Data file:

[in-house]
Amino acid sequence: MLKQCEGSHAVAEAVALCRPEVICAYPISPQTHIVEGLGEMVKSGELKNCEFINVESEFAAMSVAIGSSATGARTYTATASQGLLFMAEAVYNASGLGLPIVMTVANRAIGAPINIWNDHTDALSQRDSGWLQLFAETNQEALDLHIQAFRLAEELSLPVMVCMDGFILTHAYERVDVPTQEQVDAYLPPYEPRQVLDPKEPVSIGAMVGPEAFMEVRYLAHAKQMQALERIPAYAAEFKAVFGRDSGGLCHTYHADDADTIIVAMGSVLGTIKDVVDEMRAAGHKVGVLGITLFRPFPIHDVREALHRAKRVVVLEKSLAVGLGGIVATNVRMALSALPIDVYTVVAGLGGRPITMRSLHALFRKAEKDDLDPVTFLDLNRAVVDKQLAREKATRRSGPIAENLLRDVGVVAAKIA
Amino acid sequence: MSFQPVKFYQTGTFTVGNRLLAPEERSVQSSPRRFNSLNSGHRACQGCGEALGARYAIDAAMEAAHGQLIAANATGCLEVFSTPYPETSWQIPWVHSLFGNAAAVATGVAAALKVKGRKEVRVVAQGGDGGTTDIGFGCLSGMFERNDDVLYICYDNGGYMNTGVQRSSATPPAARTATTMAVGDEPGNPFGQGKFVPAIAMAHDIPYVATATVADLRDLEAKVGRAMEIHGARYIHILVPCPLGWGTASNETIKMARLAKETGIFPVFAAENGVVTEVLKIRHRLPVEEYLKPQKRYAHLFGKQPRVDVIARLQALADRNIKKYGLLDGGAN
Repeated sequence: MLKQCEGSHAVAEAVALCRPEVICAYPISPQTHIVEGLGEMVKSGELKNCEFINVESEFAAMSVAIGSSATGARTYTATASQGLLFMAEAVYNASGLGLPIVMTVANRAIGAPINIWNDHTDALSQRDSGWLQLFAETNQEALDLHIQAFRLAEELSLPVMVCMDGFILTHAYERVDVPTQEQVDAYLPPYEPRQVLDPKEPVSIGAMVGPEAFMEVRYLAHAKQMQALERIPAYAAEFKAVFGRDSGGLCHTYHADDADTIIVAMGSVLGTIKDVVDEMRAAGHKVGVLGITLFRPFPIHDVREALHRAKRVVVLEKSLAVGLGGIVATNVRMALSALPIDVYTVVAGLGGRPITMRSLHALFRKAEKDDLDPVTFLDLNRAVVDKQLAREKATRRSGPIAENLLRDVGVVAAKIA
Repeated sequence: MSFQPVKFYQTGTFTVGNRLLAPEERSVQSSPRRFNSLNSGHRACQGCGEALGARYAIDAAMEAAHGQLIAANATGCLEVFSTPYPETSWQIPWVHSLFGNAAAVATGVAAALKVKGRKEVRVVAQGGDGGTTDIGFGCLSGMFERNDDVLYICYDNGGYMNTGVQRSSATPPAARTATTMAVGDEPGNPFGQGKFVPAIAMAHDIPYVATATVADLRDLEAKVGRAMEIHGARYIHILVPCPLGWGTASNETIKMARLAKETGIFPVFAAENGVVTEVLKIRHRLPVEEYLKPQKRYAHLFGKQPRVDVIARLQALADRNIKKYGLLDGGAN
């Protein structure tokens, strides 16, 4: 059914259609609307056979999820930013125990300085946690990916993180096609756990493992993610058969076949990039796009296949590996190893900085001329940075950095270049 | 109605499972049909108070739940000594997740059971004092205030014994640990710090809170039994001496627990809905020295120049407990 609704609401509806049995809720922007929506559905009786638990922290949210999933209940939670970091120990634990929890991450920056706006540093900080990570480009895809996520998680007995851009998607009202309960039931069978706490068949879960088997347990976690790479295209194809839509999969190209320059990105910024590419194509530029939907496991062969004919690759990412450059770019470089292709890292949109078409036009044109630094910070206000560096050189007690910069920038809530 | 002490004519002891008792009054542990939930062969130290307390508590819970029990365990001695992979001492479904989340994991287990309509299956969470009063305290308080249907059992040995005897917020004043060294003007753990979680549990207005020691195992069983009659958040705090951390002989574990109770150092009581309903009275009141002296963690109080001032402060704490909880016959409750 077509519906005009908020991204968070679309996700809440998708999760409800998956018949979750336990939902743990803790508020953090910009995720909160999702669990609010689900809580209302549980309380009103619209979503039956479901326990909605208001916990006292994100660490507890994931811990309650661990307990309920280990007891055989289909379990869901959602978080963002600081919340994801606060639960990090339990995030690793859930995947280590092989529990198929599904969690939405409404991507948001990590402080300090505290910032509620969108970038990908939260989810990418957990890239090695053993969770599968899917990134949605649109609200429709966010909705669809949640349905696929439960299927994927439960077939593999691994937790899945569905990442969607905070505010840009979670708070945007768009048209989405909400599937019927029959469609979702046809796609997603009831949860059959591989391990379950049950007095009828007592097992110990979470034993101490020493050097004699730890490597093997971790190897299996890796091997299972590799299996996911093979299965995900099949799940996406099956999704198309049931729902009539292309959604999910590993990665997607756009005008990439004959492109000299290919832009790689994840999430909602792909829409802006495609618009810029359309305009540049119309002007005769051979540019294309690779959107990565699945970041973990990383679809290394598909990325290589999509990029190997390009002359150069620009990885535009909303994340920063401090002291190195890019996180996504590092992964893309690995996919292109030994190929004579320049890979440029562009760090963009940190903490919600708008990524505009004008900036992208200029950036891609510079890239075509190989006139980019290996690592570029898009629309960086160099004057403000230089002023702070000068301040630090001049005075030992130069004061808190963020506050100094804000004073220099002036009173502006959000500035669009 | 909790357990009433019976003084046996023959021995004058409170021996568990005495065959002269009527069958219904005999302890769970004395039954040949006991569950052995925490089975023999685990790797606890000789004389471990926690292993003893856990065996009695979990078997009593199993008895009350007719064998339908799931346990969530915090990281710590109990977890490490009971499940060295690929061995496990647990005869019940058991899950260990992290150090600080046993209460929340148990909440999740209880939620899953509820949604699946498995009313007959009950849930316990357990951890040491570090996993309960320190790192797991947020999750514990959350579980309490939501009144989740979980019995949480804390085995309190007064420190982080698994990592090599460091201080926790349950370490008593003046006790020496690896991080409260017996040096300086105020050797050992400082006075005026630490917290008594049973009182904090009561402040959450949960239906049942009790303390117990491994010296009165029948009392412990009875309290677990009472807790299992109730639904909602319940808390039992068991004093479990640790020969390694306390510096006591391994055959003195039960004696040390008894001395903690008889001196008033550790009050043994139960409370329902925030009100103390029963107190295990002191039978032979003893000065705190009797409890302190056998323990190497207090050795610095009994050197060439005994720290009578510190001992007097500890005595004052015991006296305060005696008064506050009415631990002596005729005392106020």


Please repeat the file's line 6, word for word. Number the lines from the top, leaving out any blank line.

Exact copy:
């Protein structure tokens, strides 16, 4: 059914259609609307056979999820930013125990300085946690990916993180096609756990493992993610058969076949990039796009296949590996190893900085001329940075950095270049 | 109605499972049909108070739940000594997740059971004092205030014994640990710090809170039994001496627990809905020295120049407990 609704609401509806049995809720922007929506559905009786638990922290949210999933209940939670970091120990634990929890991450920056706006540093900080990570480009895809996520998680007995851009998607009202309960039931069978706490068949879960088997347990976690790479295209194809839509999969190209320059990105910024590419194509530029939907496991062969004919690759990412450059770019470089292709890292949109078409036009044109630094910070206000560096050189007690910069920038809530 | 002490004519002891008792009054542990939930062969130290307390508590819970029990365990001695992979001492479904989340994991287990309509299956969470009063305290308080249907059992040995005897917020004043060294003007753990979680549990207005020691195992069983009659958040705090951390002989574990109770150092009581309903009275009141002296963690109080001032402060704490909880016959409750 077509519906005009908020991204968070679309996700809440998708999760409800998956018949979750336990939902743990803790508020953090910009995720909160999702669990609010689900809580209302549980309380009103619209979503039956479901326990909605208001916990006292994100660490507890994931811990309650661990307990309920280990007891055989289909379990869901959602978080963002600081919340994801606060639960990090339990995030690793859930995947280590092989529990198929599904969690939405409404991507948001990590402080300090505290910032509620969108970038990908939260989810990418957990890239090695053993969770599968899917990134949605649109609200429709966010909705669809949640349905696929439960299927994927439960077939593999691994937790899945569905990442969607905070505010840009979670708070945007768009048209989405909400599937019927029959469609979702046809796609997603009831949860059959591989391990379950049950007095009828007592097992110990979470034993101490020493050097004699730890490597093997971790190897299996890796091997299972590799299996996911093979299965995900099949799940996406099956999704198309049931729902009539292309959604999910590993990665997607756009005008990439004959492109000299290919832009790689994840999430909602792909829409802006495609618009810029359309305009540049119309002007005769051979540019294309690779959107990565699945970041973990990383679809290394598909990325290589999509990029190997390009002359150069620009990885535009909303994340920063401090002291190195890019996180996504590092992964893309690995996919292109030994190929004579320049890979440029562009760090963009940190903490919600708008990524505009004008900036992208200029950036891609510079890239075509190989006139980019290996690592570029898009629309960086160099004057403000230089002023702070000068301040630090001049005075030992130069004061808190963020506050100094804000004073220099002036009173502006959000500035669009 | 909790357990009433019976003084046996023959021995004058409170021996568990005495065959002269009527069958219904005999302890769970004395039954040949006991569950052995925490089975023999685990790797606890000789004389471990926690292993003893856990065996009695979990078997009593199993008895009350007719064998339908799931346990969530915090990281710590109990977890490490009971499940060295690929061995496990647990005869019940058991899950260990992290150090600080046993209460929340148990909440999740209880939620899953509820949604699946498995009313007959009950849930316990357990951890040491570090996993309960320190790192797991947020999750514990959350579980309490939501009144989740979980019995949480804390085995309190007064420190982080698994990592090599460091201080926790349950370490008593003046006790020496690896991080409260017996040096300086105020050797050992400082006075005026630490917290008594049973009182904090009561402040959450949960239906049942009790303390117990491994010296009165029948009392412990009875309290677990009472807790299992109730639904909602319940808390039992068991004093479990640790020969390694306390510096006591391994055959003195039960004696040390008894001395903690008889001196008033550790009050043994139960409370329902925030009100103390029963107190295990002191039978032979003893000065705190009797409890302190056998323990190497207090050795610095009994050197060439005994720290009578510190001992007097500890005595004052015991006296305060005696008064506050009415631990002596005729005392106020």